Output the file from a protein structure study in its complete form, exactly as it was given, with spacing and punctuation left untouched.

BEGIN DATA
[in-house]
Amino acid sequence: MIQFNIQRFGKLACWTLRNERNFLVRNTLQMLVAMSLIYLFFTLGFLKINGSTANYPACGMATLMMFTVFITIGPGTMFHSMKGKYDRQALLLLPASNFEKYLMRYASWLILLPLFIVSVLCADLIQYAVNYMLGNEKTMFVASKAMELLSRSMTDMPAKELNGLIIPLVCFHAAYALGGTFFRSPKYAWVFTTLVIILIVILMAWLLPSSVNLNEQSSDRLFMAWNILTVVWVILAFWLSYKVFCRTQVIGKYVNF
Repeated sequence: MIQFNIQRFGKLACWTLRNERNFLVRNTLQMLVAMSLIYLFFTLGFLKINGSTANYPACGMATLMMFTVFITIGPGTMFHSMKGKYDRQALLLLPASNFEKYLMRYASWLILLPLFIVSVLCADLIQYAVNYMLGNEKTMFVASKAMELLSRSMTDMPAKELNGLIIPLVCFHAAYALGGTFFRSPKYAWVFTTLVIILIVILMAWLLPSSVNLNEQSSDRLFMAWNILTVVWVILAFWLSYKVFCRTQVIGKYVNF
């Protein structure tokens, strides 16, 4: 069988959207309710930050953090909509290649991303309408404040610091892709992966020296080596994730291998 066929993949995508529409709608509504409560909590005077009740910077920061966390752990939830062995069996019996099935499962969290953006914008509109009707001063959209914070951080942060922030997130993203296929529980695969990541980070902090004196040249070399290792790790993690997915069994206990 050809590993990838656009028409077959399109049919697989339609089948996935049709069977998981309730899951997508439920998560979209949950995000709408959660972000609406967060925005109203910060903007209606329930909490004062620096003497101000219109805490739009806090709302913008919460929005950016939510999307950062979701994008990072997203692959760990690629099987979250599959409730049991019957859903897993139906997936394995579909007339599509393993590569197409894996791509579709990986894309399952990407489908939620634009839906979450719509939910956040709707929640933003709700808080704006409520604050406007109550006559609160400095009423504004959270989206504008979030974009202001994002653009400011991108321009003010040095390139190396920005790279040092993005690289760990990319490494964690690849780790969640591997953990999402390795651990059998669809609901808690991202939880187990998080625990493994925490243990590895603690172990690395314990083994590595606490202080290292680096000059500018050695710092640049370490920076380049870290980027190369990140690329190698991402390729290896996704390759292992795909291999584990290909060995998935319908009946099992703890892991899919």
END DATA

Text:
[in-house]
Amino acid sequence: MIQFNIQRFGKLACWTLRNERNFLVRNTLQMLVAMSLIYLFFTLGFLKINGSTANYPACGMATLMMFTVFITIGPGTMFHSMKGKYDRQALLLLPASNFEKYLMRYASWLILLPLFIVSVLCADLIQYAVNYMLGNEKTMFVASKAMELLSRSMTDMPAKELNGLIIPLVCFHAAYALGGTFFRSPKYAWVFTTLVIILIVILMAWLLPSSVNLNEQSSDRLFMAWNILTVVWVILAFWLSYKVFCRTQVIGKYVNF
Repeated sequence: MIQFNIQRFGKLACWTLRNERNFLVRNTLQMLVAMSLIYLFFTLGFLKINGSTANYPACGMATLMMFTVFITIGPGTMFHSMKGKYDRQALLLLPASNFEKYLMRYASWLILLPLFIVSVLCADLIQYAVNYMLGNEKTMFVASKAMELLSRSMTDMPAKELNGLIIPLVCFHAAYALGGTFFRSPKYAWVFTTLVIILIVILMAWLLPSSVNLNEQSSDRLFMAWNILTVVWVILAFWLSYKVFCRTQVIGKYVNF
């Protein structure tokens, strides 16, 4: 069988959207309710930050953090909509290649991303309408404040610091892709992966020296080596994730291998 066929993949995508529409709608509504409560909590005077009740910077920061966390752990939830062995069996019996099935499962969290953006914008509109009707001063959209914070951080942060922030997130993203296929529980695969990541980070902090004196040249070399290792790790993690997915069994206990 050809590993990838656009028409077959399109049919697989339609089948996935049709069977998981309730899951997508439920998560979209949950995000709408959660972000609406967060925005109203910060903007209606329930909490004062620096003497101000219109805490739009806090709302913008919460929005950016939510999307950062979701994008990072997203692959760990690629099987979250599959409730049991019957859903897993139906997936394995579909007339599509393993590569197409894996791509579709990986894309399952990407489908939620634009839906979450719509939910956040709707929640933003709700808080704006409520604050406007109550006559609160400095009423504004959270989206504008979030974009202001994002653009400011991108321009003010040095390139190396920005790279040092993005690289760990990319490494964690690849780790969640591997953990999402390795651990059998669809609901808690991202939880187990998080625990493994925490243990590895603690172990690395314990083994590595606490202080290292680096000059500018050695710092640049370490920076380049870290980027190369990140690329190698991402390729290896996704390759292992795909291999584990290909060995998935319908009946099992703890892991899919």